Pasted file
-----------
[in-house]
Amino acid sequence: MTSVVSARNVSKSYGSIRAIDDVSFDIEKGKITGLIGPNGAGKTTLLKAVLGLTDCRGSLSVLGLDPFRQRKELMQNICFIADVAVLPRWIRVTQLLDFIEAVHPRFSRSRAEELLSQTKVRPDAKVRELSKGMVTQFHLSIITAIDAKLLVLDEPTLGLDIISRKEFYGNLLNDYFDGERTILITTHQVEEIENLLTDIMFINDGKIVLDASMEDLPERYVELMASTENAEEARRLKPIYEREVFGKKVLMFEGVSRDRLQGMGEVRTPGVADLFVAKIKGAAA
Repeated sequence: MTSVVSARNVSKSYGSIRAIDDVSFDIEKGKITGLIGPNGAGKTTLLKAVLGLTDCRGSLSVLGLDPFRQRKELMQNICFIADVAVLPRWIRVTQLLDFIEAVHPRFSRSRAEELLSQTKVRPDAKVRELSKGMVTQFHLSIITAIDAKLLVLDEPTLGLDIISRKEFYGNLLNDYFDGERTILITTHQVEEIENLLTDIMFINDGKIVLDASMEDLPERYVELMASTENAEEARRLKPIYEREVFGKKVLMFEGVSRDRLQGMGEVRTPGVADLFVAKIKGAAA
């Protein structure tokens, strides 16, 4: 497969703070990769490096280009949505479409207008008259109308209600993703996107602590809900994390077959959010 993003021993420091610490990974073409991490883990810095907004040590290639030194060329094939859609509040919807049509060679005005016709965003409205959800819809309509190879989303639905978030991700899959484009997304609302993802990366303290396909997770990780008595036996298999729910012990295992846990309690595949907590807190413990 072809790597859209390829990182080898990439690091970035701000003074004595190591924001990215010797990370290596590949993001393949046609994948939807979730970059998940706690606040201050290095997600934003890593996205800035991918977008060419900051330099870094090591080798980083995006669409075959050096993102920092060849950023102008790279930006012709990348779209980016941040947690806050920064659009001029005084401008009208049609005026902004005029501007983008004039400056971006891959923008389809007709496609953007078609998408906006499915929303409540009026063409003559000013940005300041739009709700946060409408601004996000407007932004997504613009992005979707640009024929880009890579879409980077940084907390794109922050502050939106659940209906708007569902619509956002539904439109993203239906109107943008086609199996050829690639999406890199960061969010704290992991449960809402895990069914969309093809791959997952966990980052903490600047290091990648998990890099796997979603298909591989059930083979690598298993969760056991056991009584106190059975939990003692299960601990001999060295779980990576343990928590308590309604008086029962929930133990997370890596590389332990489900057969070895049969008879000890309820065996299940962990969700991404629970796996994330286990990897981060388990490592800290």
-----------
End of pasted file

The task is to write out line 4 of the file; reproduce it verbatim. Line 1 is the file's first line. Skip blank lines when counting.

């Protein structure tokens, strides 16, 4: 497969703070990769490096280009949505479409207008008259109308209600993703996107602590809900994390077959959010 993003021993420091610490990974073409991490883990810095907004040590290639030194060329094939859609509040919807049509060679005005016709965003409205959800819809309509190879989303639905978030991700899959484009997304609302993802990366303290396909997770990780008595036996298999729910012990295992846990309690595949907590807190413990 072809790597859209390829990182080898990439690091970035701000003074004595190591924001990215010797990370290596590949993001393949046609994948939807979730970059998940706690606040201050290095997600934003890593996205800035991918977008060419900051330099870094090591080798980083995006669409075959050096993102920092060849950023102008790279930006012709990348779209980016941040947690806050920064659009001029005084401008009208049609005026902004005029501007983008004039400056971006891959923008389809007709496609953007078609998408906006499915929303409540009026063409003559000013940005300041739009709700946060409408601004996000407007932004997504613009992005979707640009024929880009890579879409980077940084907390794109922050502050939106659940209906708007569902619509956002539904439109993203239906109107943008086609199996050829690639999406890199960061969010704290992991449960809402895990069914969309093809791959997952966990980052903490600047290091990648998990890099796997979603298909591989059930083979690598298993969760056991056991009584106190059975939990003692299960601990001999060295779980990576343990928590308590309604008086029962929930133990997370890596590389332990489900057969070895049969008879000890309820065996299940962990969700991404629970796996994330286990990897981060388990490592800290």